CBK governor Dr. Patrick Njoroge should let Kenyans transact their money; it’s their money

Central Bank Governor Dr. Patrick Njoroge was before Parliament this week, to answer questions on why he has made withdrawing money from banks close to impossible.

Apparently, Dr. Njoroge recently introduced rules which have put the bank withdrawal cap at Kshs 1 million; withdrawing anything beyond that is a tall order.

Dr. Njoroge’s argument is that, the move is aimed at cabbing withdrawal of corruption proceeds from our banks like it happened with the infamous saloonist Josephine Kabura and her sacks of cash at Family Bank during NYS 1 of 2015. Those days of kizungu mingi and catwalking.

Well …..

Whereas Dr. Njoroge’s intentions may be noble and genuine, the tactic is wrong. 

To begin with, in modern day Kenya, Kshs 1 million is way too little money to be the cap. You will agree with yours truly that, very many business people and investors need to transact more than Kshs 1 million in a normal business day.

Even a sizeable number of small and medium enterprises owners transact more than Kshs 1 million a day. An ordinary hardware owner in a city outskirt easily transacts more than Kshs 1 million. You don’t need to be a Havard trained Economist to know this.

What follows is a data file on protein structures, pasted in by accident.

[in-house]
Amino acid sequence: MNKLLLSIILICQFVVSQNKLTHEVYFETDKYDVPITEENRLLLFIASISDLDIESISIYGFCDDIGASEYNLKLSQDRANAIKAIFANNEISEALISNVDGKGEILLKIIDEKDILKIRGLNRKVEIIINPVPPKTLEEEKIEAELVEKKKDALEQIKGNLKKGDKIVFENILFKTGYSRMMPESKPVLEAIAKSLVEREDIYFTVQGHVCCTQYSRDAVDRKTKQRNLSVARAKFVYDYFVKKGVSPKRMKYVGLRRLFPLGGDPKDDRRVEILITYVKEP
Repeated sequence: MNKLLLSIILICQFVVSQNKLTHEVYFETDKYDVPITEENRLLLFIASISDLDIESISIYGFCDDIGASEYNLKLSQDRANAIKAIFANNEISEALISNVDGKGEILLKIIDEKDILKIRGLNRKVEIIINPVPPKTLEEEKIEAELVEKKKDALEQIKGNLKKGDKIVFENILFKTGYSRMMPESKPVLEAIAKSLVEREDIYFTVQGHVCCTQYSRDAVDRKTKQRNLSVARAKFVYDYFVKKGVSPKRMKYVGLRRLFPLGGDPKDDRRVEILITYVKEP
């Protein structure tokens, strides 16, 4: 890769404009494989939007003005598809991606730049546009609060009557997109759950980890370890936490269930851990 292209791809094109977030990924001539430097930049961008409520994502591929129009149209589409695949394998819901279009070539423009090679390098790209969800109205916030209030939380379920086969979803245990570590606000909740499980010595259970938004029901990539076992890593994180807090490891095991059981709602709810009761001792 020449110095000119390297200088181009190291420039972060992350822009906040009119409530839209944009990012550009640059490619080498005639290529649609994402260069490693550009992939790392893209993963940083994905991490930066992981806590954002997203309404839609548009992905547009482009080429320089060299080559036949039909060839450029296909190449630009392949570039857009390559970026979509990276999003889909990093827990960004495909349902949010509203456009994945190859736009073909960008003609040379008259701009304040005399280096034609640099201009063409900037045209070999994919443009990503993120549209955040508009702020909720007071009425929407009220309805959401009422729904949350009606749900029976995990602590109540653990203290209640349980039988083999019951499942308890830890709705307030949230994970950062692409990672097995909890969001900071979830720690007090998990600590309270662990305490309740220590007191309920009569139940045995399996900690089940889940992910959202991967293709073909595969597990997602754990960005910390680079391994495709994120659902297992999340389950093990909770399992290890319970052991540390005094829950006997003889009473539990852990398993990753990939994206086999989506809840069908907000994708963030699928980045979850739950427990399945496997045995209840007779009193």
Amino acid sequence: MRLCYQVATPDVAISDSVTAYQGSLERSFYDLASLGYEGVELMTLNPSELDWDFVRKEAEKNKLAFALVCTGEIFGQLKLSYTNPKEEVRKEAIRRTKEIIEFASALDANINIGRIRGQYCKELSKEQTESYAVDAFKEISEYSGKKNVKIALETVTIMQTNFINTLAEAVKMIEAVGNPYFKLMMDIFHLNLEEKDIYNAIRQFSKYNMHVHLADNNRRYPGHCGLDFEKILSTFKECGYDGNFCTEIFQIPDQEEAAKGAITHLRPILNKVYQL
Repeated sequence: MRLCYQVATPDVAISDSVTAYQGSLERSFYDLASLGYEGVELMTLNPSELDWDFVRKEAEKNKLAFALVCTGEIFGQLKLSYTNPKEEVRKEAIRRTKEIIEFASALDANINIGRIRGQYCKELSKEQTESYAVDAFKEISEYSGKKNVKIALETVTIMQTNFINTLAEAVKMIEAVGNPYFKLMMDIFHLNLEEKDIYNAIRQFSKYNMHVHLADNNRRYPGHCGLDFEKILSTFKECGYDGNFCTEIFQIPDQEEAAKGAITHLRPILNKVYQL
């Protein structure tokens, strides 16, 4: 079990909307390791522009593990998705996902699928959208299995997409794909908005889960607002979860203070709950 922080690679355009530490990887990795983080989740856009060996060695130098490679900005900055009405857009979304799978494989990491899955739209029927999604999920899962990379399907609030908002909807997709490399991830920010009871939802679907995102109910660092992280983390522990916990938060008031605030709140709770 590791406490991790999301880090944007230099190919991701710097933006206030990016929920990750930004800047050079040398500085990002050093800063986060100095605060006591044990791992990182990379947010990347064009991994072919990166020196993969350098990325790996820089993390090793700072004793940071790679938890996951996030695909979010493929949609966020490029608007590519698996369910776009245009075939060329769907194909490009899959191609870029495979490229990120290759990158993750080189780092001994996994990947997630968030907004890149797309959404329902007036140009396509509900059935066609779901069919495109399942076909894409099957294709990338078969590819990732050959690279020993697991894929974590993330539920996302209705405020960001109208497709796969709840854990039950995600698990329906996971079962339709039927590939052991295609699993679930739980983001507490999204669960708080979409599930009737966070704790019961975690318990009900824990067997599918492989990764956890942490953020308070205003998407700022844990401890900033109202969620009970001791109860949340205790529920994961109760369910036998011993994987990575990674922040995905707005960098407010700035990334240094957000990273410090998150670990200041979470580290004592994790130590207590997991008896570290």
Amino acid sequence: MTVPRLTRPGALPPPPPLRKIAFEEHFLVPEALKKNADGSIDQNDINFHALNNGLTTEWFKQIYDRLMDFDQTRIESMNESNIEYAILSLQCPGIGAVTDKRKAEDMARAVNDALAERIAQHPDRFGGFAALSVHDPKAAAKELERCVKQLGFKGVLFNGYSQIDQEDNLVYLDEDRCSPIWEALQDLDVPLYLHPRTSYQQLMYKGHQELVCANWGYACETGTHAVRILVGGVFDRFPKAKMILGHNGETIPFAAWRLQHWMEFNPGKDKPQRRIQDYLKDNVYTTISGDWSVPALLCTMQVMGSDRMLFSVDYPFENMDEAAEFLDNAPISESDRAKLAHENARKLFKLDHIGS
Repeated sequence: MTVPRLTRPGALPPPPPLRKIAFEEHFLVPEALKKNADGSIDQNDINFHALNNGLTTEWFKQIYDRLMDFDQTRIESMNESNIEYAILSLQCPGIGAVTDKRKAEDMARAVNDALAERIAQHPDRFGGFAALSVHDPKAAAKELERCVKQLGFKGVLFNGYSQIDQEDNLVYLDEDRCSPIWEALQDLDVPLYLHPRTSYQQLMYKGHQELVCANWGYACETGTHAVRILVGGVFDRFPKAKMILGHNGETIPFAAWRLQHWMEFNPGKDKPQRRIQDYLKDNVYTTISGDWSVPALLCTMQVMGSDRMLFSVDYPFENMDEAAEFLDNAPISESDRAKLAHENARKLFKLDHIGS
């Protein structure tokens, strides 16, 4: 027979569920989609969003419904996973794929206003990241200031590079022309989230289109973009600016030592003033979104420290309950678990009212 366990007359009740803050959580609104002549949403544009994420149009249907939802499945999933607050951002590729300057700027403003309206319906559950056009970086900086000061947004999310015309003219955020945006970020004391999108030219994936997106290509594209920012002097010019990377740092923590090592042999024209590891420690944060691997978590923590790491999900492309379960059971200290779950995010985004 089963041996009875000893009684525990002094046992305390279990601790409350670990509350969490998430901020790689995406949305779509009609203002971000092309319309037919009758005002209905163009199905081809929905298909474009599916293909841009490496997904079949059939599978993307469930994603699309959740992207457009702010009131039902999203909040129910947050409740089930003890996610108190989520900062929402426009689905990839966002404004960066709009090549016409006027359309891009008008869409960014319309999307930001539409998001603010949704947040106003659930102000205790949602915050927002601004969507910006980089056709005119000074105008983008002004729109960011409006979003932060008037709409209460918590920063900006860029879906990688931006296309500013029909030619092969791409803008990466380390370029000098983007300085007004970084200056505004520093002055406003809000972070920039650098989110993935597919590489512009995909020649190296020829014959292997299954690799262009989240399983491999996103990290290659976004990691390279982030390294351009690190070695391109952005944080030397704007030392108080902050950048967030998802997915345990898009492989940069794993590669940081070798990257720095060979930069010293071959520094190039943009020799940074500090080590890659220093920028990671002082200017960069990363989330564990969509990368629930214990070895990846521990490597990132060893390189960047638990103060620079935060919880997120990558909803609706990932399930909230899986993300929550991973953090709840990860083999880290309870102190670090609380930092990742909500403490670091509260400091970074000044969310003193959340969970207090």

Therefore, the effect of Dr. Njoroge’s rules is that, Kenyans are now avoiding banks like a plague. People are going for mattress accounts. You need to keep your money where you can access it and do business. As a result this is gradually denying banks float to lend to potential borrowers. 

Secondly, the move has also drastically lowered the liquidity and cash flow of the economy. If those with money in banks can’t access it, how then will it get to flow in the economy?

Thirdly, even if the rules were meant to fight graft, then the move is dead on arrival. It is extremely hard for banks to identify proceeds of corruption deals simply because it has been deposited with them. The corrupt are not that stupid. They try their best to cover their trail so that by the time the money gets to bank, they have all the necessary papers.

And if anything, thousands of people do genuine business with government. How do you identify which money is from corruption at the bank level unless the scandal has been unearthed? Banks are at the tail bottom of the corruption chain. They are actually the last recipients of the cash after it has gone through tens and tens of government procurement procedures. There is the floating of a tender, submission of bids, shortlisting of companies, award of the tender, execution of task, completion clearance and then a whole long IFMIS process of clearing payments. Therefore if we were to nab corruption cash, let us do it at the mother stages. Otherwise, we focus on banks, we shall achieve very little.

In conclusion, while Dr Njoroge imagines he is helping the economy by introducing draconian rules, he is actually hurting it. 

Let Dr Njoroge allow Kenyans to transact their money freely and in peace. After all it’s our money.